The paddocks and laneways at Braelands have been setup to allow the cattle to flow, move well and quietly.  The cattle yards have been rebuilt with low stress features including a curved wall race and materials used to reduced noise, both of which encourage a quiet flow when moving stock.  The cattle are handled using low stress techniques, and the use of a motorbike, and also horses assists Lou and the family to move cattle around the undulating farm land. 

Rotational grazing is practised to provide the grass-fed cattle with fresh fodder.  This is also effective in managing parasites, although egg counts are still monitored and if required a suitable drench is used to reduce any worm burden on the cattle. 

All calves are yard weaned and handled well from a young age, they become accustomed to the people, yards and the handling and as such are calm and easy to manage as they grow. 

Lou and the family regularly bring the young stock into the yards to weigh each animal.  Observing general health and collecting weight gain figures allows Lou to monitor growth, but also receive valuable data on expected weight gain of her grass fed cattle over different months of the year.



Land management

Observation combined with science. 

Lou believes that good land management comes from both attention to detail, as well as good science.  Observation is key and is best obtained by spending time; time out in the paddocks and time with the livestock.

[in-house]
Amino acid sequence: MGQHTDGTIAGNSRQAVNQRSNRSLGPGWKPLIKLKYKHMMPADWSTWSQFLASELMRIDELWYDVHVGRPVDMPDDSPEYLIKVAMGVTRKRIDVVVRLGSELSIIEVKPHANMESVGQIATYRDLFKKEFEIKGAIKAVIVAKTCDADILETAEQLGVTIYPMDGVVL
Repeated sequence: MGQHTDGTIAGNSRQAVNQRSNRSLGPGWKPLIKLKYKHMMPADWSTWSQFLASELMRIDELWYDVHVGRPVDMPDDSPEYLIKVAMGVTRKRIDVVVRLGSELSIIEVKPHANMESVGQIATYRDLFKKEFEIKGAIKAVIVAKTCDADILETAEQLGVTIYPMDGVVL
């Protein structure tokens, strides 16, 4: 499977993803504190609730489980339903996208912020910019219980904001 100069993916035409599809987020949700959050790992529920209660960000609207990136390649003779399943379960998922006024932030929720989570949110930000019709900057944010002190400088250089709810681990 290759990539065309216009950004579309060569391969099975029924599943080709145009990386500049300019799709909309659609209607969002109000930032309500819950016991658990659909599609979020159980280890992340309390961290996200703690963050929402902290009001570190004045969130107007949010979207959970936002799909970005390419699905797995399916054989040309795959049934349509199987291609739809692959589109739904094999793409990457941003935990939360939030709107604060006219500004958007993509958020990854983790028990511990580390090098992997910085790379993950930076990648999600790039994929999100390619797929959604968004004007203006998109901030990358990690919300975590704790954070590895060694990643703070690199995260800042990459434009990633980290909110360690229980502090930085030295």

Over the years Lou has been presented with many challenges due to a changing climate, adapting to the conditions however she has made changes to sustain the health and productivity of her land.  Over the seasons management decisions such as early weaning of calves, supplementary feeding and adjustments to stocking rates have all helped to overcome climate challenges.

Currently, Lou is leasing an additional 400 acres so that she can graze her cattle more extensively and thus ease pressure on the land.  Lou has observed that her land responds well when grazing rotation is used and the paddocks can be rested.  Preserving pasture health and ground cover is key to maintaining soil health as well as weed suppression.  The region has a number of invasive weeds including serrated tussock, African box thorn and galenia, which are controlled with spot spray or manually removal as required

Cattle graze on a mix of both native and improved pastures, and oats are grown as a fodder crop, cut as oaten hay to feed both the cattle and horses.   Lou conducts soil testing and organic fertiliser has been applied to improve paddock pasture growth and soil structure. 

Over the past 14 years, since Lou has been managing the farm, the family have fenced off two large gullies with over 4km of fencing and planted over 1500 native trees.  They have installed a solar pump to run from the bore, more water troughs have been added and dams fenced to provide better access to clean water for livestock and to protect the natural environment.